West Virginia can take pride in establishing Mother’s and Father’s Days. Due to the urging of Anna Jarvis from Grafton, West Virginia, Mother’s Day was initially recognized in 1908. The first reference to celebrating a day to honor fathers was proposed at the Methodist Church in Fairmont on July 5, 1908, following the Monongah Mining Disaster in December 1907 when 361 men died and about 1,000 children were left fatherless.

Looking at the path to creating a national holiday honoring fathers reminds me how fathers’ roles have changed and continue to do so in our country.

1908 was a difficult year for Fairmont, so their idea of a national holiday for fathers didn’t receive much publicity. Yet, at the same time, people in various areas sought a special day for the same purpose. In 1910, Sonora Dodd, from Washington state, wanted a holiday to recognize her father’s efforts in raising the six children in her family after her mother died in childbirth.

Jane Adams, a Chicago social worker, Harry Meek, a Lions Club International leader, and others over the years pushed for a day to recognize fathers. In 1966, President Johnson issued the first Father’s Day proclamation, and in 1972, President Nixon signed this holiday into law. Interestingly, since the Middle Ages, recognition of the importance of fathers was celebrated in Catholic Europe as St. Joseph’s Day on March 19th.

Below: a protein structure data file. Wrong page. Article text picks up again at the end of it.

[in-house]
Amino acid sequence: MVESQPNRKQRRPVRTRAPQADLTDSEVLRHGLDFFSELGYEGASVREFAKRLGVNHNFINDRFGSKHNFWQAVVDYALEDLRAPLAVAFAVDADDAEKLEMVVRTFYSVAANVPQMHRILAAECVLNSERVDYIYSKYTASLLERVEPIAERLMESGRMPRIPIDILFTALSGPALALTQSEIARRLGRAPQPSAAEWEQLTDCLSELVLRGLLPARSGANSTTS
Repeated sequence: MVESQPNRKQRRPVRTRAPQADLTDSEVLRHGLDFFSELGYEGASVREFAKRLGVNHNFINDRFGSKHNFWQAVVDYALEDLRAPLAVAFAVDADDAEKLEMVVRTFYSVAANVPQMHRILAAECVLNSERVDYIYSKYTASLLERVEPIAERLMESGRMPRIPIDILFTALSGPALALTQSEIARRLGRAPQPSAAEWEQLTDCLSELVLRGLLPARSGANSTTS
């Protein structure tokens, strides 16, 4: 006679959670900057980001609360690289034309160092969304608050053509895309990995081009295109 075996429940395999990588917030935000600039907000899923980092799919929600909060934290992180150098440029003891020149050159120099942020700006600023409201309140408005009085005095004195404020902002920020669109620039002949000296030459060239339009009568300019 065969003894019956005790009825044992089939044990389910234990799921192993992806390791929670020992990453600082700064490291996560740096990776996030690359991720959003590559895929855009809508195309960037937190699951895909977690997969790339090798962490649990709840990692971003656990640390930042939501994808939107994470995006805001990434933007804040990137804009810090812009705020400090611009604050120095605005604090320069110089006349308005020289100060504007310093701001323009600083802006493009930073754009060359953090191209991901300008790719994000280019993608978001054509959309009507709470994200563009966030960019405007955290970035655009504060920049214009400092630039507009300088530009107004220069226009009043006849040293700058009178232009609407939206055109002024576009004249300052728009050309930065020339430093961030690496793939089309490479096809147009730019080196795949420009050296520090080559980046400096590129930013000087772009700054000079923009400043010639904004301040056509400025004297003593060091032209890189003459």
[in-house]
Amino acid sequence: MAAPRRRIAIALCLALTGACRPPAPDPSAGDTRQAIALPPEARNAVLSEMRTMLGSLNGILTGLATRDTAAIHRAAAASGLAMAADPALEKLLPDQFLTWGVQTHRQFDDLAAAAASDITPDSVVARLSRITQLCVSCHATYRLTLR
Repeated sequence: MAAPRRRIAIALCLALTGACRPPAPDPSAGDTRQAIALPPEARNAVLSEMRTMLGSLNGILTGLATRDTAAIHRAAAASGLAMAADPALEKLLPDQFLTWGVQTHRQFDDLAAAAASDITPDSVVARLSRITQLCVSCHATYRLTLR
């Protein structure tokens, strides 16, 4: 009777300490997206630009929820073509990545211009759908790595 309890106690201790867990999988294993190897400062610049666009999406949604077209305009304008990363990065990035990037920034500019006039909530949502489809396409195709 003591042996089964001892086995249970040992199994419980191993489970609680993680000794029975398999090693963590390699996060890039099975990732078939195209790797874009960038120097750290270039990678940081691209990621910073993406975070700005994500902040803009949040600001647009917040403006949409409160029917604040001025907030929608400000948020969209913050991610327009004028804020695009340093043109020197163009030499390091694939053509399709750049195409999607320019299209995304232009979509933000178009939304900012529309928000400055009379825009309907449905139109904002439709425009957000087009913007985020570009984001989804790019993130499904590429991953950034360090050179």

During the time this American holiday was proposed, fathers’ roles were clear and traditional. Dad was to provide for and control his family’s finances, be the boss and have social freedom. His spouse was in charge of domesticity and children. One problem with this model was that, contrary to public opinion and TV shows, father did not always know best.

According to the Pew Research Center, today, Dad is the sole breadwinner in a minority of American families. About two-thirds of families now need both parents to work to meet all their expenses. Dad’s and Mom’s roles are now often intertwined in childcare and economics. Int he 1960s, I fondly recall the shock displayed by some of our acquaintances when they learned that Maury was giving our new baby boy the midnight bottle and changing diapers. Men just didn’t do those things at that time.

The “Just wait till your father gets home” statement is a rarity today. Most mothers feel quite competent to discipline their children and the fact is that fewer than half of all American families have the old traditional family pattern. Single parent families are now frequent, often leading to economic problems and an exhausted parent. The stay-at-home dad is becoming increasingly common. About two million fathers are providing primary child care services for their kids.

With the legalization of same-sex marriages, there are now thousands of children being raised in families where there are either no dads or two dads. Additionally, millions of children have stepparents and multiple father figures.

Whether or not one likes the direction that American families have taken in the past few decades, the reality is that children benefit from having really good and caring parents of either sex who truly care for and protect them. As we grow older and become parents ourselves, we recognize that parenting is a tough game and we appreciate and understand our parents even more.

So in honor of Father’s Day, here’s wishing fathers everywhere a great day and the recognition that while this role has definitely evolved in our ever-changing society, it remains vitally important.

[Diane W. Mufson is a retired psychologist. Her email is dwmufson@comcast.net. She lives with her husband Maury in Huntington, West Virginia. This article first appeared in the Huntington, WV Herald-Dispatch on Thursday, June 15, 2017.]